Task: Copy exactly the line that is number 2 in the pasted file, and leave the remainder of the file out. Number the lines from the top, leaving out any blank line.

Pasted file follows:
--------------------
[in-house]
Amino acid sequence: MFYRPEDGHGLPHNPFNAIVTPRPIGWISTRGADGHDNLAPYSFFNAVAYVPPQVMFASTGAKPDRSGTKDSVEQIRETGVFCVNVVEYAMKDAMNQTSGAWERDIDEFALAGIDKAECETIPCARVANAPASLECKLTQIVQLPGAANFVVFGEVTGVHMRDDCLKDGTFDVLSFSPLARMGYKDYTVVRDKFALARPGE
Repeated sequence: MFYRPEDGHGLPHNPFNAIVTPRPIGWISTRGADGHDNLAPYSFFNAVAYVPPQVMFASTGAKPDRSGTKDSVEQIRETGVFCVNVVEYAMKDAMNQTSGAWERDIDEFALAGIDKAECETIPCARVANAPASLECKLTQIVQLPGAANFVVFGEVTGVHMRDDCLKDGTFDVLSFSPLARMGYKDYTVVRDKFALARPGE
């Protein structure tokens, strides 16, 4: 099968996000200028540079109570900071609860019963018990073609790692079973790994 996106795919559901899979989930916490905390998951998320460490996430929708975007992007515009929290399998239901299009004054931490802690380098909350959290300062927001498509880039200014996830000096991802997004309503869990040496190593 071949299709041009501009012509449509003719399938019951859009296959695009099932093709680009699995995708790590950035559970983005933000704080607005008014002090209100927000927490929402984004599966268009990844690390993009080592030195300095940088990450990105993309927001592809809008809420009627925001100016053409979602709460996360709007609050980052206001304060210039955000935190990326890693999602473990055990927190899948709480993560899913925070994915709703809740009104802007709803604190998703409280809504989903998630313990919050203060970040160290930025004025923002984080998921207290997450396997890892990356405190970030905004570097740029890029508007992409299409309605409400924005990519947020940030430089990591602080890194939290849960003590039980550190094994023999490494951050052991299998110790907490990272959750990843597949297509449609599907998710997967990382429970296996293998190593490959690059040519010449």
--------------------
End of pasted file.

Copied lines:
Amino acid sequence: MFYRPEDGHGLPHNPFNAIVTPRPIGWISTRGADGHDNLAPYSFFNAVAYVPPQVMFASTGAKPDRSGTKDSVEQIRETGVFCVNVVEYAMKDAMNQTSGAWERDIDEFALAGIDKAECETIPCARVANAPASLECKLTQIVQLPGAANFVVFGEVTGVHMRDDCLKDGTFDVLSFSPLARMGYKDYTVVRDKFALARPGE